The quaint cellar door received a total facelift in early 2020, transforming from something of a humble tin shed to an inviting space with modern touches that feels a bit like someone’s living room. On one side there’s a small patio draped with greenery that overlooks the vines, while on the other the small cellar door is dwarfed by the working winery.
BlackJack is run by the affable Ian and Ken, who are close mates and old neighbours. Sit on the patio with a glass of shiraz and admire the Harcourt Valley views.
Water Wheel Wine
Half an hour’s drive from Bendigo will land you at this quiet overachiever, specialising in shiraz. Water Wheel Wine released its first vintage in 1974, and has risen from strength to strength since it was taken on by local farming family the Cummings in 1989, courting the attention of many a critic, and exporting to markets including the US and Canada.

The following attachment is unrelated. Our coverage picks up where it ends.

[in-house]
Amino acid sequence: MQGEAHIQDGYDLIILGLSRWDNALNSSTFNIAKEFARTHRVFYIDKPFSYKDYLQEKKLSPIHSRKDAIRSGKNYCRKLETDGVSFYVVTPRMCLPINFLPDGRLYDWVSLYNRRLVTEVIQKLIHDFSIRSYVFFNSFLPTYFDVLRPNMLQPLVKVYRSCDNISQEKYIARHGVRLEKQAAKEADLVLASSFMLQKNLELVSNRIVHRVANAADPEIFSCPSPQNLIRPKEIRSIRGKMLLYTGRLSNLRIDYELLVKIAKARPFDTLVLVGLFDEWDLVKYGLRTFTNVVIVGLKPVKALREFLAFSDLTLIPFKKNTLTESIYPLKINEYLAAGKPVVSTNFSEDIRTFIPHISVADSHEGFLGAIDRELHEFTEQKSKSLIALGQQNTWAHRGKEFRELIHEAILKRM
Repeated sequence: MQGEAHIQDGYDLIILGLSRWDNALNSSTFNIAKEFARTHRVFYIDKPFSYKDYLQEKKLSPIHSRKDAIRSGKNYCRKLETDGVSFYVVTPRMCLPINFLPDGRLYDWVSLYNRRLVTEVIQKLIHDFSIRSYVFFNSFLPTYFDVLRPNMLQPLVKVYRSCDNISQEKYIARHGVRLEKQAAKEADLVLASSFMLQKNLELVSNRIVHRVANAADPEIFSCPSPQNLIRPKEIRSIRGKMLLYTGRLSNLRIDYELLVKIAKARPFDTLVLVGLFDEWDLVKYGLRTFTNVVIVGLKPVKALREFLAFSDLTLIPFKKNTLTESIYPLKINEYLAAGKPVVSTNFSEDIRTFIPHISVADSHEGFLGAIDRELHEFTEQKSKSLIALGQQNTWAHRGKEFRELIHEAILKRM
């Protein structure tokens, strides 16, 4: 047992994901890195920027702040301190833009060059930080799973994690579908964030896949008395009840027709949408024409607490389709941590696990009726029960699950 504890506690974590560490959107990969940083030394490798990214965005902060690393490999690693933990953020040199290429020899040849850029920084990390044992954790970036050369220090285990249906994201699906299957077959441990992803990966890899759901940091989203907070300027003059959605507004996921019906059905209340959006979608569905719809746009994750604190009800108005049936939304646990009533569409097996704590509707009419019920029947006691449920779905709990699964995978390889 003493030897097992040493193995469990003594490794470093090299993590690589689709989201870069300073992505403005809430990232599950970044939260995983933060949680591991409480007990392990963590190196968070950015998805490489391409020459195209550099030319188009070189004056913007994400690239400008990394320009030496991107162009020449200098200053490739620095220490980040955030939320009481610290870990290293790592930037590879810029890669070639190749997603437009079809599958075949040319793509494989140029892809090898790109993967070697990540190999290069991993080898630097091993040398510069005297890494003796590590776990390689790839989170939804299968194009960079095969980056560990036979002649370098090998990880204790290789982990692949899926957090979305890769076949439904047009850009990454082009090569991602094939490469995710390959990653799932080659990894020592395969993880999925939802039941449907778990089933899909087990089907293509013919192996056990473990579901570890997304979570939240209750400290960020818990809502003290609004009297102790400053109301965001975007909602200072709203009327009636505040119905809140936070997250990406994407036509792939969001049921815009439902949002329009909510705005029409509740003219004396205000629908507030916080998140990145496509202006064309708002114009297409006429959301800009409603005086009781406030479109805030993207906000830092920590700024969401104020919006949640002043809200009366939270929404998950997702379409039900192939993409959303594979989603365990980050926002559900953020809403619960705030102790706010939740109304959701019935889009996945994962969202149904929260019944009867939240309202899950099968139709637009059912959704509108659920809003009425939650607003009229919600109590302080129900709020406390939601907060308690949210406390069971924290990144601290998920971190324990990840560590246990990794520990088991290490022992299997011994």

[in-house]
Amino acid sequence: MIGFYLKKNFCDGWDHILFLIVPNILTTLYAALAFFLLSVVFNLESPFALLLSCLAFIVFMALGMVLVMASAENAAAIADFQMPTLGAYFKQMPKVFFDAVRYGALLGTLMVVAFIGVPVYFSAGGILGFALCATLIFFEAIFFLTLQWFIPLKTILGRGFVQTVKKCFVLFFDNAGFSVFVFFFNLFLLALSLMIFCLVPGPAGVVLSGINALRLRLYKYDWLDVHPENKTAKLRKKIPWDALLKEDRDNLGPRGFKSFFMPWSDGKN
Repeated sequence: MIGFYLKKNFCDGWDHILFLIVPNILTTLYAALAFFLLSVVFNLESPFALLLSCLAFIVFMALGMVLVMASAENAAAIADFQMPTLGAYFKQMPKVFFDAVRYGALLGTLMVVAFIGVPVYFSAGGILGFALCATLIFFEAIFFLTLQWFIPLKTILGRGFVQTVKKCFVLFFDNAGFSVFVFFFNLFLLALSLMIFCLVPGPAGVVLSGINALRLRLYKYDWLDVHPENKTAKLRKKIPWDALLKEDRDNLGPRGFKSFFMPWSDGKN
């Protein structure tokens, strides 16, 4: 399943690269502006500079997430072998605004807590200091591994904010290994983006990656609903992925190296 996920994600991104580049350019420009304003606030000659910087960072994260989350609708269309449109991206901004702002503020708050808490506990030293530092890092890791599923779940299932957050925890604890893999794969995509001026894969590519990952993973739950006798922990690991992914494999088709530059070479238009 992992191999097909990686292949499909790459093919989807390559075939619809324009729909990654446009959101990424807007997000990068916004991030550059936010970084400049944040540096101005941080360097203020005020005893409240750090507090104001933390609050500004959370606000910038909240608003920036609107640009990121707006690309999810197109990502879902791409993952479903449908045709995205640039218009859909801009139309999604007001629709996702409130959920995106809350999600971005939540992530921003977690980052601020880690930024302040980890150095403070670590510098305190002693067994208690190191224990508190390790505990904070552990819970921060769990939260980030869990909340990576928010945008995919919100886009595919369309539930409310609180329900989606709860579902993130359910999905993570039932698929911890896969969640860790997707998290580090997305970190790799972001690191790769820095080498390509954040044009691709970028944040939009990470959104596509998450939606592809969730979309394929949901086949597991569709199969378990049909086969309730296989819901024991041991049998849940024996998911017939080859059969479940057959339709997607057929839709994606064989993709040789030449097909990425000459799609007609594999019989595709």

There’s no bells and whistles at this cellar door, just warm country hospitality and some seriously quaffable (and very reasonably priced) wines.
Sutton Grange Winery
Sutton Grange has long been on the lips of Australia’s oenophiles. Despite numbering among the younger vineyards in the region – its first grapes were planted only in 1998 – this winery has already attracted a five-star rating from the illustrious Halliday Wine Companion.
Soak up those bucolic views over the estate.
Sutton Grange’s award-winning wines, produced from organically grown estate fruit, provide reason enough to visit, but the estate’s cellar door is also a destination in its own right. Inside, you’ll find a cosy, timber-decked space complete with a stone fireplace, while outside the veranda beckons on a warm summer’s day.
Wherever you sit, you’ll likely be rewarded with bucolic views over the estate, the lush lawn tumbling down into a lake in the foreground and the jagged slopes of Mount Alexander rising up in the background. The winery offers a seated tasting for $10pp, which includes nine wines from across its Fairbank and Sutton Grange range.